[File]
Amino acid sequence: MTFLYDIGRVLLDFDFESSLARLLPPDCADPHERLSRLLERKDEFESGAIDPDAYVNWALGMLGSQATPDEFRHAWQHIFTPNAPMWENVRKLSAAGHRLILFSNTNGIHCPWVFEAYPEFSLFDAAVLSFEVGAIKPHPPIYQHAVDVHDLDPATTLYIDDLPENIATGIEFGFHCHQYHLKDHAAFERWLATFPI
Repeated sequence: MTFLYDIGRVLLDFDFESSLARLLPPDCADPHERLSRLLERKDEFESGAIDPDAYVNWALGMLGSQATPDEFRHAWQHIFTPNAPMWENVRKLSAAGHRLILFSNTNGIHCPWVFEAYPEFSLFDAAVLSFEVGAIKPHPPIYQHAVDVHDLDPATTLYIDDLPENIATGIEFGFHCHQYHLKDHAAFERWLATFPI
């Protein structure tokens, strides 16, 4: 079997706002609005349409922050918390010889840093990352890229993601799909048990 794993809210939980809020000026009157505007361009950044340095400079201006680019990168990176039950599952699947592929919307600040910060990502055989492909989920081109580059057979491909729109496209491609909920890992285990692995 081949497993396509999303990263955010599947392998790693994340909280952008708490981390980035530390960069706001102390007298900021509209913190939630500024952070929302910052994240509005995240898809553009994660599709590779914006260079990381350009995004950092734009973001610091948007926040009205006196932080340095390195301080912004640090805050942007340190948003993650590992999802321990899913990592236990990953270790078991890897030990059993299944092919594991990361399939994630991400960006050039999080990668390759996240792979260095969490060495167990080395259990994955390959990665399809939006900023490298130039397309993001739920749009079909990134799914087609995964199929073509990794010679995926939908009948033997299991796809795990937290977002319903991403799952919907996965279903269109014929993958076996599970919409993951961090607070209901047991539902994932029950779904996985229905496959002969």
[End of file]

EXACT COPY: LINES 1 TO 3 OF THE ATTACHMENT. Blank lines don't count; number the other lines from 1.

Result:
Amino acid sequence: MTFLYDIGRVLLDFDFESSLARLLPPDCADPHERLSRLLERKDEFESGAIDPDAYVNWALGMLGSQATPDEFRHAWQHIFTPNAPMWENVRKLSAAGHRLILFSNTNGIHCPWVFEAYPEFSLFDAAVLSFEVGAIKPHPPIYQHAVDVHDLDPATTLYIDDLPENIATGIEFGFHCHQYHLKDHAAFERWLATFPI
Repeated sequence: MTFLYDIGRVLLDFDFESSLARLLPPDCADPHERLSRLLERKDEFESGAIDPDAYVNWALGMLGSQATPDEFRHAWQHIFTPNAPMWENVRKLSAAGHRLILFSNTNGIHCPWVFEAYPEFSLFDAAVLSFEVGAIKPHPPIYQHAVDVHDLDPATTLYIDDLPENIATGIEFGFHCHQYHLKDHAAFERWLATFPI
């Protein structure tokens, strides 16, 4: 079997706002609005349409922050918390010889840093990352890229993601799909048990 794993809210939980809020000026009157505007361009950044340095400079201006680019990168990176039950599952699947592929919307600040910060990502055989492909989920081109580059057979491909729109496209491609909920890992285990692995 081949497993396509999303990263955010599947392998790693994340909280952008708490981390980035530390960069706001102390007298900021509209913190939630500024952070929302910052994240509005995240898809553009994660599709590779914006260079990381350009995004950092734009973001610091948007926040009205006196932080340095390195301080912004640090805050942007340190948003993650590992999802321990899913990592236990990953270790078991890897030990059993299944092919594991990361399939994630991400960006050039999080990668390759996240792979260095969490060495167990080395259990994955390959990665399809939006900023490298130039397309993001739920749009079909990134799914087609995964199929073509990794010679995926939908009948033997299991796809795990937290977002319903991403799952919907996965279903269109014929993958076996599970919409993951961090607070209901047991539902994932029950779904996985229905496959002969």